Wednesday, September 17, 2008

Percy Jackson and the Lightning Thief – Rick Riordan


The gods of Olympus are alive in the 21st Century. They still fall in love with mortals and have children who might become great heroes, but most of these children meet horrible fates at the hands of monsters by the age of twelve. Only a few learn the truth of their identity and make it to Half Blood Hill, a Long Island summer camp dedicated to training young demigods. Such is the revelation that launches young Percy Jackson on a quest to help his real father, Poseidon, avert a war among the gods. With the help of Grover the satyr and Annabeth the daughter of Athena, Percy must journey across the United States to catch a thief who has stolen the original weapon of mass destruction - Zeus’ master bolt. Along the way, they face a host of mythological enemies determined to stop them. Most of all, Percy must come to terms with a father he has never known, and an Oracle that has warned him of betrayal by a friend.

I relished reading this and I can’t wait to read the rest of the series. I knew some of the story, from having picked the books up previously in various shops and reading about them online and I was therefore absolutely thrilled when Puffin Books decided to send me the first three in the series to read.

Rick Riordan writes with supreme ease from the first person perspective as Percy. Percy is your average kid who tries to make it through the normal school day without getting into trouble, but it’s hard to do when your teachers try and do you serious damage. He manages to survive an attack by his maths teacher but something weird is going one else seems to recall her ever teaching at his school! Things get a bit weird from there onwards.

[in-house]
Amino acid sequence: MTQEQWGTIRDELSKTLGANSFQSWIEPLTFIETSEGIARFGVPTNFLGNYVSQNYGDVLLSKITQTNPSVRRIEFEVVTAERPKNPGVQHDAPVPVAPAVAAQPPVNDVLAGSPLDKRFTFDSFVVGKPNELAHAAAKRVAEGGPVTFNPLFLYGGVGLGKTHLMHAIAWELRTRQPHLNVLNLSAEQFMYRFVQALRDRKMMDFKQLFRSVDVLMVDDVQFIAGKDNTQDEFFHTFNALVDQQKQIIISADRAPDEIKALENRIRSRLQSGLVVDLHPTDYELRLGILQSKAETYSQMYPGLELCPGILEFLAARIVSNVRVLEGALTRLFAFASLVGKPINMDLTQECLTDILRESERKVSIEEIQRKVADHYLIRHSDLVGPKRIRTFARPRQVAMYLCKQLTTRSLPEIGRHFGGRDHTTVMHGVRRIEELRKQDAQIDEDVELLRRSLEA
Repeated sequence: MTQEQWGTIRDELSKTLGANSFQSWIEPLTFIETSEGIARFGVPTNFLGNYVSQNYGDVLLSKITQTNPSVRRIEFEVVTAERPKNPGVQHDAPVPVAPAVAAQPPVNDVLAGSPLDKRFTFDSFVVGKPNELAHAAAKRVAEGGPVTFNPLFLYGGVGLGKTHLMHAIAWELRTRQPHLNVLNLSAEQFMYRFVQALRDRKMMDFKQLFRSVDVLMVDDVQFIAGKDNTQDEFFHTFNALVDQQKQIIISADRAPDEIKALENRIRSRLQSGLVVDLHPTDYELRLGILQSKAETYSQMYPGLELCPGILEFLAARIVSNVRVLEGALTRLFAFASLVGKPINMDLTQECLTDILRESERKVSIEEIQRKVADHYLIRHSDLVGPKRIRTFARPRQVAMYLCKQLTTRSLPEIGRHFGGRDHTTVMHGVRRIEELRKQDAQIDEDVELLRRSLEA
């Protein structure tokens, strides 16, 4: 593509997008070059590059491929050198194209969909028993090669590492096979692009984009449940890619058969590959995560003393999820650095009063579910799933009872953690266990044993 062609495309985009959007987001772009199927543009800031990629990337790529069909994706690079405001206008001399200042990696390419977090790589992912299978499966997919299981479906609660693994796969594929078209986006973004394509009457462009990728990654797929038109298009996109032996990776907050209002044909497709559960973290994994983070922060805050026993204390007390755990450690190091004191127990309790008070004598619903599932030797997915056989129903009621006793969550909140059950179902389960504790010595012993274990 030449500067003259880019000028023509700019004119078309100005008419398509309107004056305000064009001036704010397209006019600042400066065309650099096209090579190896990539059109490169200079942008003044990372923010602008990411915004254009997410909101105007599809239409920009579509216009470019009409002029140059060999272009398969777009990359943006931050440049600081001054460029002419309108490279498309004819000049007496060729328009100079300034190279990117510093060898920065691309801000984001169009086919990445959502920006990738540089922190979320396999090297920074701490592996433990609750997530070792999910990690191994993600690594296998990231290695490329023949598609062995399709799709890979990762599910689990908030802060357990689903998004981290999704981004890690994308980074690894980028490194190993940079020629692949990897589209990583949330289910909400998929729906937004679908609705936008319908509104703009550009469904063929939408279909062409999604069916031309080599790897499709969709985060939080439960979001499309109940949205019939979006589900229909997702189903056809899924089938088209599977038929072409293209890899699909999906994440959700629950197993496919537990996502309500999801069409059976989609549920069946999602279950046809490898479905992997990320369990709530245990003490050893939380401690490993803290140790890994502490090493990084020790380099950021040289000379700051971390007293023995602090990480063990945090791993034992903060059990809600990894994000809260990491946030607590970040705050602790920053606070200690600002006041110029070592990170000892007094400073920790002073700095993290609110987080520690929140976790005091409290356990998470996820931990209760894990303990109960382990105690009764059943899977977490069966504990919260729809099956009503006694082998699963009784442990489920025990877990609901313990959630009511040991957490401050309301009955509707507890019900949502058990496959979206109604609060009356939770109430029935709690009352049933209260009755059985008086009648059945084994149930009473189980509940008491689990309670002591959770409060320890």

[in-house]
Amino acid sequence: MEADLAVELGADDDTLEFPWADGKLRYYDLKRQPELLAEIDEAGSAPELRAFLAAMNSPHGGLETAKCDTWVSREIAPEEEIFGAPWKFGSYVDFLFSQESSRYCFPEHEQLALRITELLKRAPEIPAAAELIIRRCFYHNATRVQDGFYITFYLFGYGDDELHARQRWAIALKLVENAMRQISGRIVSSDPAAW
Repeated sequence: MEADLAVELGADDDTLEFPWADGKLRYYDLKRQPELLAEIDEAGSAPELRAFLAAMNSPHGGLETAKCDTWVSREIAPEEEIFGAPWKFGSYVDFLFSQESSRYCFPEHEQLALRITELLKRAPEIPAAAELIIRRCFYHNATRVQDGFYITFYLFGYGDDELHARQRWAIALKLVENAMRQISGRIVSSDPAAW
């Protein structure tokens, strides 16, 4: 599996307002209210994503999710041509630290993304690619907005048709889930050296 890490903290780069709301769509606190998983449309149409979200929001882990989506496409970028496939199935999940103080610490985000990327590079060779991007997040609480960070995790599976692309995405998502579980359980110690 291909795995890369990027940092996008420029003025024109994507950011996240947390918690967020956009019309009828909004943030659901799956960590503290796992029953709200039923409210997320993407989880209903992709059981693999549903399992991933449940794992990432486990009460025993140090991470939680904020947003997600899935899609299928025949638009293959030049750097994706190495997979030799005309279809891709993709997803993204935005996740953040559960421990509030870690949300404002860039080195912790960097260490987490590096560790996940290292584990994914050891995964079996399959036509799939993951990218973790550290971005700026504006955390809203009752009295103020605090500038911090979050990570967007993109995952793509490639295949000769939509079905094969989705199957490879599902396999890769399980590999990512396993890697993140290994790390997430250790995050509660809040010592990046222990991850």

I thoroughly enjoyed the author’s style of writing. It is humorous and witty and quite tongue in cheek. Percy never becomes a chore to read and his friends, Annabeth and Grover have been established for future books. I’ve not read any of the other covers of the series as yet, so I’m going in blind, but I hope they make a come-back, purely because there is a lot of good stories to tell.

I enjoyed the light touch the author had when it came to explaining who the deities were and why they were alive and well and occupying the Empire State Buidling’s topmost floor. It is a well researched book giving you an interesting ride through classical mythology along the way, without it impacting on the pace of the book. My favorite does have to be Mr. D, who runs the Half Blood Hill training school. Dumbledore can move over – Mr. D rocks. Literally.

It is interesting to watch Percy struggle to accept his status as a demi-god and to see how he deals with the quest they decide to send him on. I found it interesting to see how he coped with the various stages of the quest, some of it truly hilarious, and found his solutions to some of the problems that came his way as very clever – almost A-Team / MacGuyver clever.

The writing is tight and clear and as I mentioned earlier, I am hoping that Percy’s friends make a come-back because every hero needs sidekicks who mirror them in order to show their strengths and impart wisdom. I particularly appreciated the end of the novel, where Percy turns a tricky situation over to someone else, leaving them to decide the “out”. Naturally the repercussion is something he will no doubt have to answer for later on, but I thought it was a deft way to show the Percy’s growth as hero.

A fun read, littered with enough mythological creatures to satisfy Angela Carter herself.

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